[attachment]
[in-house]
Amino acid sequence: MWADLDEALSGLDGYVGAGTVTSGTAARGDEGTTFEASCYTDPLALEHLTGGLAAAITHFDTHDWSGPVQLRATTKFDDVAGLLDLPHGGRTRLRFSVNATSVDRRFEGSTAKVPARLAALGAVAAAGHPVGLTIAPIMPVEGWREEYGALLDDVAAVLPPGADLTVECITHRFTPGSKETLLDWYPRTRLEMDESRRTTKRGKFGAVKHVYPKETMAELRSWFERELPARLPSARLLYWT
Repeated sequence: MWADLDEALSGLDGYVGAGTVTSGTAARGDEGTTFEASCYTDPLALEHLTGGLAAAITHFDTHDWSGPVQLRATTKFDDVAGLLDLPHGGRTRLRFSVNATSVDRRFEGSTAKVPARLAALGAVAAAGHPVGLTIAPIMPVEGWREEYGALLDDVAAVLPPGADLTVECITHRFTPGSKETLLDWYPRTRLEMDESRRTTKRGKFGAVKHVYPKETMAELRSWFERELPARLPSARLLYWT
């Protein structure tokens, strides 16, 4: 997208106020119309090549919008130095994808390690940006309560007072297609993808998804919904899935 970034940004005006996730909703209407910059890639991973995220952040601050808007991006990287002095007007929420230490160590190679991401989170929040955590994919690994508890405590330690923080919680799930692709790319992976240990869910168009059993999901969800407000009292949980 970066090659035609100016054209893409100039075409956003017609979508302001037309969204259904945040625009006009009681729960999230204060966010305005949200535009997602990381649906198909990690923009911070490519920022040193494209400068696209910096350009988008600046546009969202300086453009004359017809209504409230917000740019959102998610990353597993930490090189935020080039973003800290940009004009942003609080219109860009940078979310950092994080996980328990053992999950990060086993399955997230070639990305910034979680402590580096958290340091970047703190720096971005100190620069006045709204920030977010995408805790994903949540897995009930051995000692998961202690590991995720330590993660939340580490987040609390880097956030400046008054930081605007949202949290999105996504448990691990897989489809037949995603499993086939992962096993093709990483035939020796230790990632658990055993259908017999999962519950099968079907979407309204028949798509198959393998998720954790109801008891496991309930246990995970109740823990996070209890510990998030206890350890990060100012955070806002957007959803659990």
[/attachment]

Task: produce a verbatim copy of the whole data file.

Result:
[in-house]
Amino acid sequence: MWADLDEALSGLDGYVGAGTVTSGTAARGDEGTTFEASCYTDPLALEHLTGGLAAAITHFDTHDWSGPVQLRATTKFDDVAGLLDLPHGGRTRLRFSVNATSVDRRFEGSTAKVPARLAALGAVAAAGHPVGLTIAPIMPVEGWREEYGALLDDVAAVLPPGADLTVECITHRFTPGSKETLLDWYPRTRLEMDESRRTTKRGKFGAVKHVYPKETMAELRSWFERELPARLPSARLLYWT
Repeated sequence: MWADLDEALSGLDGYVGAGTVTSGTAARGDEGTTFEASCYTDPLALEHLTGGLAAAITHFDTHDWSGPVQLRATTKFDDVAGLLDLPHGGRTRLRFSVNATSVDRRFEGSTAKVPARLAALGAVAAAGHPVGLTIAPIMPVEGWREEYGALLDDVAAVLPPGADLTVECITHRFTPGSKETLLDWYPRTRLEMDESRRTTKRGKFGAVKHVYPKETMAELRSWFERELPARLPSARLLYWT
């Protein structure tokens, strides 16, 4: 997208106020119309090549919008130095994808390690940006309560007072297609993808998804919904899935 970034940004005006996730909703209407910059890639991973995220952040601050808007991006990287002095007007929420230490160590190679991401989170929040955590994919690994508890405590330690923080919680799930692709790319992976240990869910168009059993999901969800407000009292949980 970066090659035609100016054209893409100039075409956003017609979508302001037309969204259904945040625009006009009681729960999230204060966010305005949200535009997602990381649906198909990690923009911070490519920022040193494209400068696209910096350009988008600046546009969202300086453009004359017809209504409230917000740019959102998610990353597993930490090189935020080039973003800290940009004009942003609080219109860009940078979310950092994080996980328990053992999950990060086993399955997230070639990305910034979680402590580096958290340091970047703190720096971005100190620069006045709204920030977010995408805790994903949540897995009930051995000692998961202690590991995720330590993660939340580490987040609390880097956030400046008054930081605007949202949290999105996504448990691990897989489809037949995603499993086939992962096993093709990483035939020796230790990632658990055993259908017999999962519950099968079907979407309204028949798509198959393998998720954790109801008891496991309930246990995970109740823990996070209890510990998030206890350890990060100012955070806002957007959803659990």